Sunday, December 27, 2009

Caring For Pets in Cold Weather



As we go about our wintry business, shoveling snow, going
for a brisk walk on the beach or just racing from car to
home, we have prepared ourselves for the adversity and
stresses of cold weather. However, it is important to
remember that certain categories of pets have special needs
during this time of year, and all animals can suffer from
hypothermia and frostbite in the worst of conditions.
  Breeds like the Newfoundland, Husky and Saint Bernardlove the snow. When in good health, only extremes in climate change will affect them. Make sure your companion pet does not have a special need in relationship to the cold. The geriatricpatient has far less tolerance and it is always a good idea to have a recent medical examination to evaluate what stresses should be avoided. Conditions like heart disease,kidney failure,diabetes and hormonal imbalances can compromise your pets ability to withstand the stress of cold weather.
When you walk your animal companion, when it gets too
cold for you, consider the conditions the same for her.
Small pets will find themselves immersed in snow and will
require special attention. Those pets with short coats will
require coats in very cold weather. Locally, many pet stores
like Pet Smart and Petco carry coats, as well as the pet
departments in discount stores like Walmart and Target.
The Dog Spa has some pretty snazzy choices too. However,clothing alone is not always a safe alternative in extreme
cold. Dogs loose most of their body heat through their paws,
ears and respiratory tract.
Beware of certain dangers that exist because of special
circumstances created by the cold. The cat that snuggles up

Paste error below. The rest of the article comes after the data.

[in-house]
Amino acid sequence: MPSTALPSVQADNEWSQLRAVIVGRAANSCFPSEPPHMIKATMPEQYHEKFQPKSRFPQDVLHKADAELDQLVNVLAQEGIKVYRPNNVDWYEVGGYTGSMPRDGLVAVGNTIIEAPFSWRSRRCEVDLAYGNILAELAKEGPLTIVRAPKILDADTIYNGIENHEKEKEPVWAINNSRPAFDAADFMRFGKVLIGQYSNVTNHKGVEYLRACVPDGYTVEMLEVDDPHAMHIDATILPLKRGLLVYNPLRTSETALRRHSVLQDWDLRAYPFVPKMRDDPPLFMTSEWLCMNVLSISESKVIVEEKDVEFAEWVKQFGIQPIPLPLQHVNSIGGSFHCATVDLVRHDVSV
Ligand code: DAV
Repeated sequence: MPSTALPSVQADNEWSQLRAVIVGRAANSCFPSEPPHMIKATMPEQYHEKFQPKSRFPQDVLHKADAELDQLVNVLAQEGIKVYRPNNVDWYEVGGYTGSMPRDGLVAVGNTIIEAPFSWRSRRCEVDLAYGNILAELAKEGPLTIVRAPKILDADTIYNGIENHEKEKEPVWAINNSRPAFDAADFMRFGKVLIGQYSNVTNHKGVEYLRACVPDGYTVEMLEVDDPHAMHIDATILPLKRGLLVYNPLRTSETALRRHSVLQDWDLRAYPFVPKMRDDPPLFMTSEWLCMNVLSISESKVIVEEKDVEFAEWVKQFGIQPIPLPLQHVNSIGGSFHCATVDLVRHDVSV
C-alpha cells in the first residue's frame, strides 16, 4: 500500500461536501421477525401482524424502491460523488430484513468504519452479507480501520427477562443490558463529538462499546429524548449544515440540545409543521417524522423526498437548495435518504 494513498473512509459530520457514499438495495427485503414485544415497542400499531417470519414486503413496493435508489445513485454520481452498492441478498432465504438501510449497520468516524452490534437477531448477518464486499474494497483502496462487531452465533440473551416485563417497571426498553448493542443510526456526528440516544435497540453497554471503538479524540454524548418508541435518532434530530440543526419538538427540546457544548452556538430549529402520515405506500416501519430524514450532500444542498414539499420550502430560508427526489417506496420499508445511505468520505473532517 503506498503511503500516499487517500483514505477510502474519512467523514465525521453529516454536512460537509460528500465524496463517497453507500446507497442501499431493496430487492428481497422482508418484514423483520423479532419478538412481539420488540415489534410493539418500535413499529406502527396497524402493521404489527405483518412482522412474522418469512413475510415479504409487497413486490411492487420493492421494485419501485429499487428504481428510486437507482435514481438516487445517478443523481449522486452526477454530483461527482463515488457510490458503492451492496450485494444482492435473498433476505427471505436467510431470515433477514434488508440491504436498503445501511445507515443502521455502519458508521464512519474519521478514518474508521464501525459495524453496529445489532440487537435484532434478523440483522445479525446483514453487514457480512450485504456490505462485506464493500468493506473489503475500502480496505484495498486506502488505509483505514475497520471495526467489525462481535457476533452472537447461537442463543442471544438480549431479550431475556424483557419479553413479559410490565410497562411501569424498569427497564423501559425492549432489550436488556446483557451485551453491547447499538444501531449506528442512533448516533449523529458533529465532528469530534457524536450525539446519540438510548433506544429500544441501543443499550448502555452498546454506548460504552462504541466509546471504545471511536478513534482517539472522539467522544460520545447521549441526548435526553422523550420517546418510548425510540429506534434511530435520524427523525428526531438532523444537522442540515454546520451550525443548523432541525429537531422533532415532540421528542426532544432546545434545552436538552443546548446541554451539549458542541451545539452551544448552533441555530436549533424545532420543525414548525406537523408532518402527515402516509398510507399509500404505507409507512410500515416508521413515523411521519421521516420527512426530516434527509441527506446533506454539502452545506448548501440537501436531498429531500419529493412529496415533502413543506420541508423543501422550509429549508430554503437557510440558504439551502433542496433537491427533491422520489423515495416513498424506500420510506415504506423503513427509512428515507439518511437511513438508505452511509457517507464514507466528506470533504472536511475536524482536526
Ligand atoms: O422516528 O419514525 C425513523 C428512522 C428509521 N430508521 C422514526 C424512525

against a warm car engine is at risk as it will not be seen by
the driver starting a car, and a frozen pond or lake creates a
hazard to the dog running off-leash during a thaw. Once an
animal falls thru the ice, it is very difficult to get out, so pay
special attention when near frozen bodies of water and keep
pets on a leash.
There are unusual threats that exist inside the home during
cold spells. The space heater and the fire place can create a
hazard to the dog or cat that snuggles up to them, failing to
realize that a paw or tail could get burned. The potential of
knocking over a space heater is something that pet owners
should be aware of.
When outdoors, there are certain symptoms which may
indicate that frigid conditions are causing a problem. If he
or she whines, shivers or stops moving, your dog may be
feeling the effects of hypothermia (below normal body
temperature). Never leave a dog unattended outside when
the mercury drops. It is obvious that sources of water could
be unavailable and worse, serious conditions such as
hypothermia and frostbite can occur.
Hypothermia occurs when a pet’s body can not regulate it’s
temperature due to extreme cold and drops below normal.
Depression, shivering and an unwillingness to walk will be
seen. As her temperature falls below normal she will
breathe more slowly, her heart rate will slow and she will
respond to stimuli slowly. Pets that show these symptoms
should immediately be taken into a warm environment and
wrapped in a blanket with a hot water bottle or with an
electric blanket.
A less common condition is called frostbite. It occurs in
pets and people when the body is exposed to extreme cold.
In an attempt to protect itself, the circulatory system shunts
blood from the extremities into the core of the body for
warmth. Deprived of the movement of blood, ice crystals
form in the paws, ears and tail. These crystals damage the
tissue. If you suspect frostbite, immediately bring your pet
into the warmth and soak the affected parts in warm water
for 20 minutes. Do not rub the suspected areas as this will
cause tissue damage.
Once you have done the above, take your pet to your
veterinarian. She or he will administer pain medications
and possibly antibiotics.
The winter is a great time to share outdoor activities with
your pets. For many of us, it serves as an incentive to leave
the warmth and comfort of our homes and discover the joy
of walking a solitary beach or feeling the pleasure of a brisk
walk in the woods. With a little care and forethought, the
risks of the cold can be prevented.

1 comment:

  1. Just a warning on using an electric blanket-my dog was experiencing severe back pain so we laid out an electric blanket for him-it ended up burning his back pretty severely. We think he must have put all his weight on it since the heat felt good on his back, but the burn is pretty bad and our vet had to shave him. He is now on antibiotics to fend of any infection. There were no holes in the blanket-it was in excellent condition.

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